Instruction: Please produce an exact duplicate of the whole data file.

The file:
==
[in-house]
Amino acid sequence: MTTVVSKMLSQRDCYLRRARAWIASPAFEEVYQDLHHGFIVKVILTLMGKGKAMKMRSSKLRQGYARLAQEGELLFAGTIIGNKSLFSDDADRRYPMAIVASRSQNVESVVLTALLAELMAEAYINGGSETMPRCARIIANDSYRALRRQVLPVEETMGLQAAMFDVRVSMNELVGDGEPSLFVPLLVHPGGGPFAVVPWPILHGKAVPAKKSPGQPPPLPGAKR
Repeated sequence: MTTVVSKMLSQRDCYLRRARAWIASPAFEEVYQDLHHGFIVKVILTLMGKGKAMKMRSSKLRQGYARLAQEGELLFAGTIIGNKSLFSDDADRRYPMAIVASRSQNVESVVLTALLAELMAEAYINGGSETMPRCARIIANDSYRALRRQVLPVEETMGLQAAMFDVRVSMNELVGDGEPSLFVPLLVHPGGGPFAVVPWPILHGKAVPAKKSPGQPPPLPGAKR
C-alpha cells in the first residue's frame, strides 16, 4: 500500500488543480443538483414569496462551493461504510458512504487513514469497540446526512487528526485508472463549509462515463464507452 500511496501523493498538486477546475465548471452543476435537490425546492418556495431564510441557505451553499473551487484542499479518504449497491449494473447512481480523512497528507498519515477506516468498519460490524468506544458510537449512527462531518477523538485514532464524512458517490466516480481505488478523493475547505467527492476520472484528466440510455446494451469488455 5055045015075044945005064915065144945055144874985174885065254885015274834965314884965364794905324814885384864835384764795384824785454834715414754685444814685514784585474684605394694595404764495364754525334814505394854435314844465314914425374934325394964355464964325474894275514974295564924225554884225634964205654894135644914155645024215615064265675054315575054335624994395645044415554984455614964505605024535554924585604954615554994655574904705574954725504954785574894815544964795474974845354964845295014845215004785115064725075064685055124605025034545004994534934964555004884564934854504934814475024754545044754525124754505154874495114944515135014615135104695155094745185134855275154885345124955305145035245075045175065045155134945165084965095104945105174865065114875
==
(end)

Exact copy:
[in-house]
Amino acid sequence: MTTVVSKMLSQRDCYLRRARAWIASPAFEEVYQDLHHGFIVKVILTLMGKGKAMKMRSSKLRQGYARLAQEGELLFAGTIIGNKSLFSDDADRRYPMAIVASRSQNVESVVLTALLAELMAEAYINGGSETMPRCARIIANDSYRALRRQVLPVEETMGLQAAMFDVRVSMNELVGDGEPSLFVPLLVHPGGGPFAVVPWPILHGKAVPAKKSPGQPPPLPGAKR
Repeated sequence: MTTVVSKMLSQRDCYLRRARAWIASPAFEEVYQDLHHGFIVKVILTLMGKGKAMKMRSSKLRQGYARLAQEGELLFAGTIIGNKSLFSDDADRRYPMAIVASRSQNVESVVLTALLAELMAEAYINGGSETMPRCARIIANDSYRALRRQVLPVEETMGLQAAMFDVRVSMNELVGDGEPSLFVPLLVHPGGGPFAVVPWPILHGKAVPAKKSPGQPPPLPGAKR
C-alpha cells in the first residue's frame, strides 16, 4: 500500500488543480443538483414569496462551493461504510458512504487513514469497540446526512487528526485508472463549509462515463464507452 500511496501523493498538486477546475465548471452543476435537490425546492418556495431564510441557505451553499473551487484542499479518504449497491449494473447512481480523512497528507498519515477506516468498519460490524468506544458510537449512527462531518477523538485514532464524512458517490466516480481505488478523493475547505467527492476520472484528466440510455446494451469488455 5055045015075044945005064915065144945055144874985174885065254885015274834965314884965364794905324814885384864835384764795384824785454834715414754685444814685514784585474684605394694595404764495364754525334814505394854435314844465314914425374934325394964355464964325474894275514974295564924225554884225634964205654894135644914155645024215615064265675054315575054335624994395645044415554984455614964505605024535554924585604954615554994655574904705574954725504954785574894815544964795474974845354964845295014845215004785115064725075064685055124605025034545004994534934964555004884564934854504934814475024754545044754525124754505154874495114944515135014615135104695155094745185134855275154885345124955305145035245075045175065045155134945165084965095104945105174865065114875